Now, Americans, in particular, might not be familiar with the prevalence of a slower pace in European cinema. Admittedly, I found myself struggling with some foreign motion pictures (Amour being a recent- and most popular- example) due to their sluggish pacing. In The Past's case, all of its characters are so complex and the writing/storyline so brilliant that I couldn't take my eyes off the screen. The grit and rawness is all there as is usual with European cinema and the realism so striking that the movie clearly serves a provocation of much thought and emotion. Disappointedly so, I stumbled upon several comments on the narrative being annoyingly plodding. "Absolutely nothing crazy happens in my first hour and a half of watching!" Some are used to palpable conflict/action, but the action here transpires on an emotional level. The impeccable acting does extremely well to service the script and- obviously- your investment in this intriguing tale.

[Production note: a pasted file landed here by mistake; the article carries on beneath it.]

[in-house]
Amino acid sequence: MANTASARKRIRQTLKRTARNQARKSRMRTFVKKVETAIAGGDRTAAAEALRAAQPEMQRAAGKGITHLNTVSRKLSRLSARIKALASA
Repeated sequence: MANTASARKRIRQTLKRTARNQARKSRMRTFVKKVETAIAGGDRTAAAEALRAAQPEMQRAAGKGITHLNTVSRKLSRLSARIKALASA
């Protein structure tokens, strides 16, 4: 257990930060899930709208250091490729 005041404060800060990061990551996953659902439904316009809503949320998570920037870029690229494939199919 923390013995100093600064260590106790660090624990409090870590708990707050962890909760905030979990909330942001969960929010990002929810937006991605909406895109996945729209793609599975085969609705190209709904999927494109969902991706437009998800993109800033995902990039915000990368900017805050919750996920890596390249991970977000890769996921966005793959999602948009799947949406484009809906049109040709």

The morality isn't exactly black-and-white for the viewers to pick and choose which character is the charming, perfect hero of the story. No, you're cast into this setting to study how real human beings would act in a parallel difficulty. If you're not quite too keen on a single character, the events that occur throughout might possibly change your mind, and suddenly, you realize that you understand and sympathize with this devastated and damaged individual as he deals with the problem in a manner that he sees fit. There's just no amount of praise that'd feel sufficient towards the remarkable quality of The Past. This is an experience you likely won't locate all too often in the realms of Hollywood since the plot solely rely on its genuine recounting rather than the implementation of intense sequences in between more dialogue- heavy scenes for the sake of waking up some disinterested attendees. Sometimes, we attend the movie theater for some fantastical fun, and other times, we attend it to explore some incredibly meaningful themes- films that engage us in more personal fashion. All in all, The Past cannot be blatantly disregarded amidst a currently lively time of movies- releasing left and right- and I probably didn't give the film adequate justice, considering my unexpected and brief review, but I wrote it regardless so as to inform the film lovers of a magnificent presence that'll hopefully grace a theater near you sometime soon (if not, just wait for it on DVD/Blu-ray).